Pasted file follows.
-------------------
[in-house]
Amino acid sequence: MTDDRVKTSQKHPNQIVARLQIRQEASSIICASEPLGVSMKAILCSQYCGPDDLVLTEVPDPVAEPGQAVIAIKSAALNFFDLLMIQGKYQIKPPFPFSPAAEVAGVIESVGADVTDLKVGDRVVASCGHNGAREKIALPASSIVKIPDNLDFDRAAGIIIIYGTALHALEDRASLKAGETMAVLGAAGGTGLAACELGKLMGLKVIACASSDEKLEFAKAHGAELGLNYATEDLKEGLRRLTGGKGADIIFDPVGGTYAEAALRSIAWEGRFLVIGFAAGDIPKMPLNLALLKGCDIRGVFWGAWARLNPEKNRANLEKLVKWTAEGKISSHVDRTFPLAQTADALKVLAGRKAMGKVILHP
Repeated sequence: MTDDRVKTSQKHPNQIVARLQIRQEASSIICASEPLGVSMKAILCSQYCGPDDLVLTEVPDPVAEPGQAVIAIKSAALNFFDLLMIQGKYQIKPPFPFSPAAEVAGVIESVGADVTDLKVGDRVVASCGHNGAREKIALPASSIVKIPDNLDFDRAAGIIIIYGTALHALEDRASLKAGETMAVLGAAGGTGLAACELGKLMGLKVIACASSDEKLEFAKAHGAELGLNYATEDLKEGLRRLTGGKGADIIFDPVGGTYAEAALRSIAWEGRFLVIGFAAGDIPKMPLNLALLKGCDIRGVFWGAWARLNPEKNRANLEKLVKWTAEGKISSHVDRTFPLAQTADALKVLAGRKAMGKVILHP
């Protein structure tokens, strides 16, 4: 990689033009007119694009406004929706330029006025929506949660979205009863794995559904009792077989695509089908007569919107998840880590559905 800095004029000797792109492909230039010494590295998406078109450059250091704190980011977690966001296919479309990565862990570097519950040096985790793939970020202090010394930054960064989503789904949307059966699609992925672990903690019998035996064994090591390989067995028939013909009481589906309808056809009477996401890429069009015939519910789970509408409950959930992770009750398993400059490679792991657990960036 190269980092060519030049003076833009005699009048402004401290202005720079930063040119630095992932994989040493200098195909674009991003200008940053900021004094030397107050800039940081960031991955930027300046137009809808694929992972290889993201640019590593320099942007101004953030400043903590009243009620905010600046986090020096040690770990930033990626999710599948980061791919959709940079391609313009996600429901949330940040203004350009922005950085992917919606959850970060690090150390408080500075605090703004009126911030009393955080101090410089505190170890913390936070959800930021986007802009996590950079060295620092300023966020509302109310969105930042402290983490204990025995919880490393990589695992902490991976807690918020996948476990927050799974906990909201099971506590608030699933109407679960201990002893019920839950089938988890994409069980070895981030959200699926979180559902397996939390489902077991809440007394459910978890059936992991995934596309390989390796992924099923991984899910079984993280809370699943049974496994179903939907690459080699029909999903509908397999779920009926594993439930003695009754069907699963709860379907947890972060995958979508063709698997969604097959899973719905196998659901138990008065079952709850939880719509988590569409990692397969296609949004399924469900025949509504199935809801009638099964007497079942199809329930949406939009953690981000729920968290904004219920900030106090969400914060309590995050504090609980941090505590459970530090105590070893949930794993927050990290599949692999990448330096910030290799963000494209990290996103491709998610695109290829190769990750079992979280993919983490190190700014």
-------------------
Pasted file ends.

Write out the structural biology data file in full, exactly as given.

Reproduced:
[in-house]
Amino acid sequence: MTDDRVKTSQKHPNQIVARLQIRQEASSIICASEPLGVSMKAILCSQYCGPDDLVLTEVPDPVAEPGQAVIAIKSAALNFFDLLMIQGKYQIKPPFPFSPAAEVAGVIESVGADVTDLKVGDRVVASCGHNGAREKIALPASSIVKIPDNLDFDRAAGIIIIYGTALHALEDRASLKAGETMAVLGAAGGTGLAACELGKLMGLKVIACASSDEKLEFAKAHGAELGLNYATEDLKEGLRRLTGGKGADIIFDPVGGTYAEAALRSIAWEGRFLVIGFAAGDIPKMPLNLALLKGCDIRGVFWGAWARLNPEKNRANLEKLVKWTAEGKISSHVDRTFPLAQTADALKVLAGRKAMGKVILHP
Repeated sequence: MTDDRVKTSQKHPNQIVARLQIRQEASSIICASEPLGVSMKAILCSQYCGPDDLVLTEVPDPVAEPGQAVIAIKSAALNFFDLLMIQGKYQIKPPFPFSPAAEVAGVIESVGADVTDLKVGDRVVASCGHNGAREKIALPASSIVKIPDNLDFDRAAGIIIIYGTALHALEDRASLKAGETMAVLGAAGGTGLAACELGKLMGLKVIACASSDEKLEFAKAHGAELGLNYATEDLKEGLRRLTGGKGADIIFDPVGGTYAEAALRSIAWEGRFLVIGFAAGDIPKMPLNLALLKGCDIRGVFWGAWARLNPEKNRANLEKLVKWTAEGKISSHVDRTFPLAQTADALKVLAGRKAMGKVILHP
């Protein structure tokens, strides 16, 4: 990689033009007119694009406004929706330029006025929506949660979205009863794995559904009792077989695509089908007569919107998840880590559905 800095004029000797792109492909230039010494590295998406078109450059250091704190980011977690966001296919479309990565862990570097519950040096985790793939970020202090010394930054960064989503789904949307059966699609992925672990903690019998035996064994090591390989067995028939013909009481589906309808056809009477996401890429069009015939519910789970509408409950959930992770009750398993400059490679792991657990960036 190269980092060519030049003076833009005699009048402004401290202005720079930063040119630095992932994989040493200098195909674009991003200008940053900021004094030397107050800039940081960031991955930027300046137009809808694929992972290889993201640019590593320099942007101004953030400043903590009243009620905010600046986090020096040690770990930033990626999710599948980061791919959709940079391609313009996600429901949330940040203004350009922005950085992917919606959850970060690090150390408080500075605090703004009126911030009393955080101090410089505190170890913390936070959800930021986007802009996590950079060295620092300023966020509302109310969105930042402290983490204990025995919880490393990589695992902490991976807690918020996948476990927050799974906990909201099971506590608030699933109407679960201990002893019920839950089938988890994409069980070895981030959200699926979180559902397996939390489902077991809440007394459910978890059936992991995934596309390989390796992924099923991984899910079984993280809370699943049974496994179903939907690459080699029909999903509908397999779920009926594993439930003695009754069907699963709860379907947890972060995958979508063709698997969604097959899973719905196998659901138990008065079952709850939880719509988590569409990692397969296609949004399924469900025949509504199935809801009638099964007497079942199809329930949406939009953690981000729920968290904004219920900030106090969400914060309590995050504090609980941090505590459970530090105590070893949930794993927050990290599949692999990448330096910030290799963000494209990290996103491709998610695109290829190769990750079992979280993919983490190190700014």